For all the naysayers asking for Brendan Shahanan and the Dept. of Player Safety to sack up and make a statement as the 2012 Stanley Cup Playoffs reach new levels of brutality every night, here you go: Carl Hagelin, New York Rangers rookie, suspended for three playoff games in a 1-1 series for an elbow to the head of Daniel Alfredsson:
From the NHL:
New York Rangers forward Carl Hagelin has been suspended for three games for elbowing Ottawa Senators forward Daniel Alfredsson during Game 2 of the teams' Eastern Conference Quarterfinal series in New York on Saturday, April 14, the National Hockey League's Department of Player Safety announced today. The incident occurred at 10:32 of the second period. Hagelin was assessed a major penalty for elbowing. Alfredsson suffered an injury as a result of the hit.
Interesting that Alfredsson's stick coming up on the play was emphasized as not being a factor in Hagelin's hit. It was part of the Rangers' defense in the hearing, as Hagelin explained after the game (via ESPN NY):
"I tried to finish my check and he chipped it out and kind of went back a bit, so my elbow came up, so his stick kind of came up in my face and I kind of moved my head back a bit and my elbow kind of hit him in the head," Hagelin said. "I just hope he's doing well and that he can play (Monday night)."
(Hagelin sent Alfredsson a text message apologizing for the hit, incidentally.)
But it's also interesting because it's the argument Andrew Shaw is making after having run into Mike Smith in last night's Chicago vs. Phoenix game, earning his own hearing.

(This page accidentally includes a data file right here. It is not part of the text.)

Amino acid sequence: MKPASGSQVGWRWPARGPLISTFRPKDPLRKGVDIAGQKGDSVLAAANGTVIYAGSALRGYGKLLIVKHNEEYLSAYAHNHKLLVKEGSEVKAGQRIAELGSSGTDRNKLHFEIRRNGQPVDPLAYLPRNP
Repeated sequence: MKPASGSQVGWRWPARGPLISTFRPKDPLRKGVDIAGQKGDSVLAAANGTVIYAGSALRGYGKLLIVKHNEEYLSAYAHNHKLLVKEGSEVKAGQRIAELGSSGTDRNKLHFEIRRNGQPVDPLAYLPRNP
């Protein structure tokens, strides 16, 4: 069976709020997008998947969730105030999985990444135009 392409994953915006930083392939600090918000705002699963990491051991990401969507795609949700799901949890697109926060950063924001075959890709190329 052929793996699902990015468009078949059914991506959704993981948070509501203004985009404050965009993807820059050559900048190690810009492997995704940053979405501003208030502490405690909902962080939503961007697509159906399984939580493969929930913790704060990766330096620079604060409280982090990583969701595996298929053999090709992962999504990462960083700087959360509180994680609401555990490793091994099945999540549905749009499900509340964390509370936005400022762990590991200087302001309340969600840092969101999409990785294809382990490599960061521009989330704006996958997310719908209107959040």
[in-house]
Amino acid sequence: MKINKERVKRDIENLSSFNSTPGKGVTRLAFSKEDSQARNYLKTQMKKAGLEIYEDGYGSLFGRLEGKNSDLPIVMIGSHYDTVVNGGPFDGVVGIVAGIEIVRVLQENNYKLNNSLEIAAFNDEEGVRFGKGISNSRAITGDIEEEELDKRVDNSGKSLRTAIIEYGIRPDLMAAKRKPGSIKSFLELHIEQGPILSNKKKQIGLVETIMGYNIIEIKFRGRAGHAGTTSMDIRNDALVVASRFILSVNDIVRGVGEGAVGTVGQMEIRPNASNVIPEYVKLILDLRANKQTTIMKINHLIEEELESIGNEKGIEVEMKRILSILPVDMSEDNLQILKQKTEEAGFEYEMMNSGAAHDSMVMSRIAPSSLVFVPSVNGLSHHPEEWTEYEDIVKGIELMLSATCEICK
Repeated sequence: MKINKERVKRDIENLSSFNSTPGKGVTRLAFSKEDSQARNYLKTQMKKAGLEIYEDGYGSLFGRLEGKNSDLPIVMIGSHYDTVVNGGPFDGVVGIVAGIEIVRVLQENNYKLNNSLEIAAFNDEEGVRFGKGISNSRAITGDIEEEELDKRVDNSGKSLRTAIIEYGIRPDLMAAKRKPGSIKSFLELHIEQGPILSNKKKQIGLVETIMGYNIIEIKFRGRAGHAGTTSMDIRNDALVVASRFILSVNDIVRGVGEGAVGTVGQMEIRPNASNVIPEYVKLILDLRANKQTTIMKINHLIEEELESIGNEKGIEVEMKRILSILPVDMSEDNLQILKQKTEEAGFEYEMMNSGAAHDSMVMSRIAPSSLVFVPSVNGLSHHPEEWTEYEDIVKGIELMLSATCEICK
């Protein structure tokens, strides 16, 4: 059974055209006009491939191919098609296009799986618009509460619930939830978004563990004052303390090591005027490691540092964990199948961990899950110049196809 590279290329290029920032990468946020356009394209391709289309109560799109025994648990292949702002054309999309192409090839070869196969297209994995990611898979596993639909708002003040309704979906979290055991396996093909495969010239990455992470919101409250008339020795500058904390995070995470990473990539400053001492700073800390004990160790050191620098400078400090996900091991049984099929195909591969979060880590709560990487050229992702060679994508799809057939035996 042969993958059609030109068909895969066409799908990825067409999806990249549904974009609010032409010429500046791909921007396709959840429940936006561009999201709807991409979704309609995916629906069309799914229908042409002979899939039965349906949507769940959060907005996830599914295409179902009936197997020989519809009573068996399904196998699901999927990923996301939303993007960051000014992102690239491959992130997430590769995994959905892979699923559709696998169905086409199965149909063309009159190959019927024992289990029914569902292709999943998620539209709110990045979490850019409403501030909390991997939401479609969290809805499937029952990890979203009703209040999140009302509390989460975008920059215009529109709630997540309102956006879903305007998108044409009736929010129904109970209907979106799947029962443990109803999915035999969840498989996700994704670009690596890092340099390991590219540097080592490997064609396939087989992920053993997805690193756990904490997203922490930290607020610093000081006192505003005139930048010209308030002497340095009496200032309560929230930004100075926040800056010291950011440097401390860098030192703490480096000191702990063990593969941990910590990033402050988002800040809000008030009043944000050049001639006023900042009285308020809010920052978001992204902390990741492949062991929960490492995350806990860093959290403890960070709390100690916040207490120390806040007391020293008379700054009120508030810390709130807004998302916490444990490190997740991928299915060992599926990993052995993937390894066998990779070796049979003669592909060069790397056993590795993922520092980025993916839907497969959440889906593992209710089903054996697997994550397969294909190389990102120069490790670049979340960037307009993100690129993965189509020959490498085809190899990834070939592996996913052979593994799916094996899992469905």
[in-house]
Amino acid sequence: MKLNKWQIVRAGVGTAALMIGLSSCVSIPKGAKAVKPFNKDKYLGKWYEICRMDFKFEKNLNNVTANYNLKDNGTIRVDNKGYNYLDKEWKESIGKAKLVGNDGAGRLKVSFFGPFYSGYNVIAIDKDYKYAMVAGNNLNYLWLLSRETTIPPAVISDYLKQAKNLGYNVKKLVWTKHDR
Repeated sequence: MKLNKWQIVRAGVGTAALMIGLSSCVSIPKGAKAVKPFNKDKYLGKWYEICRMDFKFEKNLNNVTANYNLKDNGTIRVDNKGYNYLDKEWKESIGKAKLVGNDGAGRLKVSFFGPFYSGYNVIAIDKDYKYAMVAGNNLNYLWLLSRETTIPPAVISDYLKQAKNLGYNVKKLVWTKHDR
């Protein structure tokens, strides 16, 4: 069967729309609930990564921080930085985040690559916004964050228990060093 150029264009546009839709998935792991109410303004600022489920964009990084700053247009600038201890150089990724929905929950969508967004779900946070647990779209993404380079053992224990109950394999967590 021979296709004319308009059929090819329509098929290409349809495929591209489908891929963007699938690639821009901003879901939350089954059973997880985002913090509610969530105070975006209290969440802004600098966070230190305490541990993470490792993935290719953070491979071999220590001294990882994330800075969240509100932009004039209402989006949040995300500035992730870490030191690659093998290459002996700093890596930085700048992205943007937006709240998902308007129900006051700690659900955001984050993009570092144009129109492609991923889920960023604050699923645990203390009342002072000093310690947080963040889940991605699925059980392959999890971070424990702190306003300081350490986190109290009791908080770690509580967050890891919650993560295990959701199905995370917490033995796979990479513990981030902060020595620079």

There's no question that the victim is significant in this crime.
Daniel Alfredsson, Senators captain and NHL All-Star, whose status for Game 3 is 50/50. It's probably the reason Hagelin received one more game than Byron Bitz did for his boarding major suspension on Kyle Clifford.
Does the punishment fit the crime? It's a statement, for sure, on a series that's gotten progressively nastier as the Rangers got physical in Game 1 and the Senators went overboard in Game 2 to respond.
Using the old metric, this amounts to a six game suspension in the regular season, and the going rate for Shanabans on head-shots has been five games. So, in that sense, it's consistent with what he's been selling the players this season. But we doubt the Rangers would agree.
The New York Rangers accept the NHL's three-game suspension of Carl Hagelin and will not pursue an appeal. However, we are thoroughly perplexed in the ruling's inconsistency with other supplementary discipline decisions that have been made throughout this season and during the playoffs. We will have no further comment on this decision.
Nice use of perplexed.